The California Governor’s Pardon
Requests for clemency, such as a pardon or for commutation of a sentence, are made to the governor of California by application from the convicted person. If the crime was prosecuted in California as well as the conviction, then the governor handles all requests for a pardon. Federal crimes and requests of clemency for a pardon or a commutation of a sentence must come from the President of the United States.
The application for a pardon goes to the Governor and to the District Attorney (D.A.) of the county where the crime occurred and was processed through trial and conviction. The D.A. then makes recommendations to the governor and the governor then sends the case to the Board of Parole Hearings for investigation. The final step is to process the request through a majority vote of the California Supreme Court.
All Governor’s requests of clemency (pardons, commutations, reprieves) are covered by Section 8 of Article 5 of the Constitution of California.
Refusal or Acceptance of a Pardon
The California Supreme Court can refuse to accept the request for a pardon for their own reasons, which are not always made public. This is done through a majority vote of the sitting judges and was a recent event in California in December of 2018.
In other circumstances, when further investigation of older crimes show that the convicted person was proven innocent, due to DNA tests not available at the time of the conviction, the court is far less likely to deny a pardon.
The recent case of Craig Coley, who was deemed wrongfully convicted of a 1978 double-murder, and was released from prison, received a pardon from then-Governor Jerry Brown of California. Coley, who was imprisoned in 1980 with a sentence of life without parole, always maintained his innocence, and he finally appealed to Governor Brown for clemency in 2015, according to a Reuters.com article published in November 2017.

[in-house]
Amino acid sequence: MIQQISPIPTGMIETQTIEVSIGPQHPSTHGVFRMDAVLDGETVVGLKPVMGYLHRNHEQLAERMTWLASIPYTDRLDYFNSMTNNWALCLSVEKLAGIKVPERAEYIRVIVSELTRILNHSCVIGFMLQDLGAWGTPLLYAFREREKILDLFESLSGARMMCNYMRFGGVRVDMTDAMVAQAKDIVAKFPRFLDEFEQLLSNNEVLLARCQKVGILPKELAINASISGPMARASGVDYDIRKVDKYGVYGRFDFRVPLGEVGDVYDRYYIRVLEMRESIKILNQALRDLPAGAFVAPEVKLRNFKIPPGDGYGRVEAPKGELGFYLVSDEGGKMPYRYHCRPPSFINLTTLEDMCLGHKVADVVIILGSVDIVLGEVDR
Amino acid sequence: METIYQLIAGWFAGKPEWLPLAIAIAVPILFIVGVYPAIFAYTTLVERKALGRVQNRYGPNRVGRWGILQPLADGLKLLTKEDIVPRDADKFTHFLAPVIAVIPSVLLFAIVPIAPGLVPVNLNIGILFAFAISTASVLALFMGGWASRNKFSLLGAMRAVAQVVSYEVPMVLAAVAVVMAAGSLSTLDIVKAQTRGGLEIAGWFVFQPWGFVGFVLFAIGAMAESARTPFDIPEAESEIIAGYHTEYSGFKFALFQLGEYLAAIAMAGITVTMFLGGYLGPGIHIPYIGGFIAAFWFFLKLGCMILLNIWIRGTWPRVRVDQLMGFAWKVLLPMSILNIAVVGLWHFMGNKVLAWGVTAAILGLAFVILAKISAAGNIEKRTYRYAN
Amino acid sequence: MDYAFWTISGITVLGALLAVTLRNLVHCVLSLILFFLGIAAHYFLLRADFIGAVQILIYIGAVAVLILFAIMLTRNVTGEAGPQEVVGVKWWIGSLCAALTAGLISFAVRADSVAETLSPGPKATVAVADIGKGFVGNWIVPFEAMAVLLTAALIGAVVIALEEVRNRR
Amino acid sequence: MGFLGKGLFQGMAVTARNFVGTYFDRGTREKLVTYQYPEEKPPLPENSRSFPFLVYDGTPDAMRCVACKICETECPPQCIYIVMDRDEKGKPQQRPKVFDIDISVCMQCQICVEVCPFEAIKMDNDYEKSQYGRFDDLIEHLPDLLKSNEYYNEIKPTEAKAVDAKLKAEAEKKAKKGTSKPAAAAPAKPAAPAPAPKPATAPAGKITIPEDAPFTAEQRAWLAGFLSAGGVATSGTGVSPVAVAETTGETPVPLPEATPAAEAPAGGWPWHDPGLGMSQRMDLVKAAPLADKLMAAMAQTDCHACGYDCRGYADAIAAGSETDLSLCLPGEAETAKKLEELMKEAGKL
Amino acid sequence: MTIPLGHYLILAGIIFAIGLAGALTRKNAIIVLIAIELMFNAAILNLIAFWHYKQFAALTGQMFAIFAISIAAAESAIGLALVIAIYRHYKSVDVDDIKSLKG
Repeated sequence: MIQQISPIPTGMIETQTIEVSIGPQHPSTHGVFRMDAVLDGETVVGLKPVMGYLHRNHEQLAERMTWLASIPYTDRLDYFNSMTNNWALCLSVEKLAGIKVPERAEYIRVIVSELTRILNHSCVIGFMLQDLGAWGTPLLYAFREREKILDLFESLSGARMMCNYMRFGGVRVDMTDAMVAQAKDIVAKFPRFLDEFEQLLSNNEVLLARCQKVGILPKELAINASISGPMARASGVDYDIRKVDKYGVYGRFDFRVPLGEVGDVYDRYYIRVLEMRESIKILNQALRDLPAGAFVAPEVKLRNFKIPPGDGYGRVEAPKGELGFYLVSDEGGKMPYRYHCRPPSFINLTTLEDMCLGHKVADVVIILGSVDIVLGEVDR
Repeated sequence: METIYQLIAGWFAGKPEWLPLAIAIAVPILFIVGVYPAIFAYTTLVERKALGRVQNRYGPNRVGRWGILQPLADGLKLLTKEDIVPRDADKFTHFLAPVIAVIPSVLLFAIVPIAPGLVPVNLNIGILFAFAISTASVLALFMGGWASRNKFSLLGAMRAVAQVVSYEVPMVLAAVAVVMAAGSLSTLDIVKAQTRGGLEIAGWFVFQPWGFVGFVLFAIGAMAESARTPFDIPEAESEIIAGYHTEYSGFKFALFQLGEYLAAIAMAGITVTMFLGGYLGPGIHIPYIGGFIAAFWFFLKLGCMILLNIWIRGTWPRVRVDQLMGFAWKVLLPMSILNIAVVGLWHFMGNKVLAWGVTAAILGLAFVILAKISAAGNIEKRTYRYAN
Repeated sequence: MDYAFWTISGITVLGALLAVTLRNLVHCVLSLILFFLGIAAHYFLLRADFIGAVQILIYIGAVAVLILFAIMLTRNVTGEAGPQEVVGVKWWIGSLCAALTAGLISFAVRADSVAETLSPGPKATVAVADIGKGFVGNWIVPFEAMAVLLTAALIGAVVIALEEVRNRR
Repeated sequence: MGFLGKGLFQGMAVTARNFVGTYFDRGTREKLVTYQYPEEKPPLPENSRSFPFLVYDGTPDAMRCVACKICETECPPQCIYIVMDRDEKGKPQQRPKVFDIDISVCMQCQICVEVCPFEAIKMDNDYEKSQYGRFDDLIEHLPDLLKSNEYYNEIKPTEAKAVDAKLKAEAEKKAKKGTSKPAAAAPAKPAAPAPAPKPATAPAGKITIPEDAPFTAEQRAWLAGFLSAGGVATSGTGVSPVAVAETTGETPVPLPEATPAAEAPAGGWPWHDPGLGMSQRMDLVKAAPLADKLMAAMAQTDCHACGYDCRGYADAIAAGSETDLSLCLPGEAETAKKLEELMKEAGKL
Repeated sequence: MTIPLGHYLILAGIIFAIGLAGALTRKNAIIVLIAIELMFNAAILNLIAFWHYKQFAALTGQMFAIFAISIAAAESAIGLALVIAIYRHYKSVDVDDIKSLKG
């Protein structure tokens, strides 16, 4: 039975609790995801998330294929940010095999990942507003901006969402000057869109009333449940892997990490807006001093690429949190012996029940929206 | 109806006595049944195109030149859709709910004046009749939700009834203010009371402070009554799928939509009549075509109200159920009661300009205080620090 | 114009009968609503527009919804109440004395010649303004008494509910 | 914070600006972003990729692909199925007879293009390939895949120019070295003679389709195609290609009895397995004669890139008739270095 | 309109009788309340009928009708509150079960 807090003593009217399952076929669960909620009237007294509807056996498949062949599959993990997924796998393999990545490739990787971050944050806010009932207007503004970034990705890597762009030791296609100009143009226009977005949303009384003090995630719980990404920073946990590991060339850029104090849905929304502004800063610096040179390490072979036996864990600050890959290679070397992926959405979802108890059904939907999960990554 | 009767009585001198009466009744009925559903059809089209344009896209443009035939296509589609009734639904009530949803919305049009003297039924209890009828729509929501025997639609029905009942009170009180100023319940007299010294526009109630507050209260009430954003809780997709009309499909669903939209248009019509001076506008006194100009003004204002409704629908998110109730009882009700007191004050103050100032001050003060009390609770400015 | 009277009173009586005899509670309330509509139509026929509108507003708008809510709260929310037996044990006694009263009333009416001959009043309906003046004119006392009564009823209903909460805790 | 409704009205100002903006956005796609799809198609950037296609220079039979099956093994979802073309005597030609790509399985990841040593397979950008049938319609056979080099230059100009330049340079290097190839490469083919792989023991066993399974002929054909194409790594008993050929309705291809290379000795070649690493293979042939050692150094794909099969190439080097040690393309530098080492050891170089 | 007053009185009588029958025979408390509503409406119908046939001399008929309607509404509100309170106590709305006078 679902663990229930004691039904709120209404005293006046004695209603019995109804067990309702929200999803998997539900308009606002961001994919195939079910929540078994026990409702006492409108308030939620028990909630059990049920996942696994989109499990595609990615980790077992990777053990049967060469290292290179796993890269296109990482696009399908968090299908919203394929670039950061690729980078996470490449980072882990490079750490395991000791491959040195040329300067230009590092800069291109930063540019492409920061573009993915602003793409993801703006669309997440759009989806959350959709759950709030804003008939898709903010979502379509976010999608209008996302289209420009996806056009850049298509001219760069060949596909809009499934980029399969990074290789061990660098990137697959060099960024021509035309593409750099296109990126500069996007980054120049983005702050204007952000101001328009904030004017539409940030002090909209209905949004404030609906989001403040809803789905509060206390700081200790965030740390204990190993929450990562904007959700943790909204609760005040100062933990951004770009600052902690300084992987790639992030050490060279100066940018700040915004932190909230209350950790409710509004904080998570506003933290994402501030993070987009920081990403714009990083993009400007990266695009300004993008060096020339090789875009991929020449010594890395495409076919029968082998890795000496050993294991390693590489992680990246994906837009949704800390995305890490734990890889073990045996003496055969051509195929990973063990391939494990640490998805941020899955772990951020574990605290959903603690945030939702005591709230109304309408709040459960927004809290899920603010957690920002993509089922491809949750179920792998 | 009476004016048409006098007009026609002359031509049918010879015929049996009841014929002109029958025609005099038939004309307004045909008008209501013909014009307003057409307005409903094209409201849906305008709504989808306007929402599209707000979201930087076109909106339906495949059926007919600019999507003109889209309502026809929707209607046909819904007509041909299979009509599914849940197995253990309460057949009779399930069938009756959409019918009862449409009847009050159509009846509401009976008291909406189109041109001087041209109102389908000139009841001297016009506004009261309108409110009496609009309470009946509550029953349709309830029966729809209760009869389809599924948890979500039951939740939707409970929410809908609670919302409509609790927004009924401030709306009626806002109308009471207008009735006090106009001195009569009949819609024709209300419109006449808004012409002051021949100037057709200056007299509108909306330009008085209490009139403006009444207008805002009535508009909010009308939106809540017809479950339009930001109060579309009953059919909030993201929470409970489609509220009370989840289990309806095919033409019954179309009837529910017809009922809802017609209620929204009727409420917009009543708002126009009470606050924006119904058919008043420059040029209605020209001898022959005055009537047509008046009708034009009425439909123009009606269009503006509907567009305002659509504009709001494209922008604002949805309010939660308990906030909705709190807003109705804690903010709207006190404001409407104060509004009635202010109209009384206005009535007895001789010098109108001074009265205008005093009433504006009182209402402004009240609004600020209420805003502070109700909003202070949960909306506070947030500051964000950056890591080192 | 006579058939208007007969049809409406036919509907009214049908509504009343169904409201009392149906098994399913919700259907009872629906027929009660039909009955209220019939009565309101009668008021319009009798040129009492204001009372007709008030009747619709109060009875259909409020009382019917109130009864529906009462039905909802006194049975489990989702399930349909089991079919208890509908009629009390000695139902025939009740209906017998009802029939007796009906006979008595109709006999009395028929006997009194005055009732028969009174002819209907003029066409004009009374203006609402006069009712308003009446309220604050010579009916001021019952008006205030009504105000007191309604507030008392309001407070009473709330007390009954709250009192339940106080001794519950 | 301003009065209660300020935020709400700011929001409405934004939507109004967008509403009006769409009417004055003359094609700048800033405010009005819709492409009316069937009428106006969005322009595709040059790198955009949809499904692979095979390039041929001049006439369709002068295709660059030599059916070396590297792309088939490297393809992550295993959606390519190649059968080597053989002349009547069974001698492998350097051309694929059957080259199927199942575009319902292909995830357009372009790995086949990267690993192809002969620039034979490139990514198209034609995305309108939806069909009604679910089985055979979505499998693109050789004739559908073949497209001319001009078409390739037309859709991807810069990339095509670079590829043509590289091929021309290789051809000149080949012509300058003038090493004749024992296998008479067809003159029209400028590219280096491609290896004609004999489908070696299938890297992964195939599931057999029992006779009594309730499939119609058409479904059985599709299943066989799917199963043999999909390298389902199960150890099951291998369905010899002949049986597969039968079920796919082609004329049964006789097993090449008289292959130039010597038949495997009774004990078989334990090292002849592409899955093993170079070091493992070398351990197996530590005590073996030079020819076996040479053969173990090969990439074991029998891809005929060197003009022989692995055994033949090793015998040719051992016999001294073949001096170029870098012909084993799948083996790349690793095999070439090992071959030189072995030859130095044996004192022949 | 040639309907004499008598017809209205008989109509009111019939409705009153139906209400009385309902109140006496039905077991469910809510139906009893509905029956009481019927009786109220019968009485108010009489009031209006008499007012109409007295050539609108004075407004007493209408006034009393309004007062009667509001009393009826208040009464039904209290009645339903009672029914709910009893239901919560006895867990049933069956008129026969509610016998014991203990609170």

An in-depth investigation began, including testing of stored DNA samples from the crime scene. The results showed that other people’s DNA was found at the scene and on a specific object of evidence, but none from Coley.
Eligibility for a Pardon
A convicted person can apply for a certificate of rehabilitation from the governor, which automatically becomes an application for a pardon as well. A pardon can be granted under several circumstances, aside from new proof of innocence in the case. Those conditions are:
- Those who have completed a prescribed term of rehabilitation, which could be up to 10 years from the date of completion of probation or parole, and who now have a certificate of rehabilitation,
- Has not been convicted of any serious crime during the rehabilitation period,
- The conviction was not a federal or military crime,
- The conviction did not take place in another state or country,
- That a felony conviction was a one-time occurrence.
The California Supreme Court may also recommend a pardon for some cases that have more than one felony conviction. The application is then submitted to the governor along with the reasons why the court is making the recommendation. The governor is not obligated to proceed with approving any pardons unless the case is compelling enough.
It is also possible, depending on the nature of the crime and the type of conviction, that the person may be eligible to apply for an expungement of the case. In effect, when this occurs, along with a pardon, the person can start a new life.
If you need help with obtaining a certificate of rehabilitation or want to apply to the governor for clemency for a pardon, call us at once for a consultation. 619-234-2300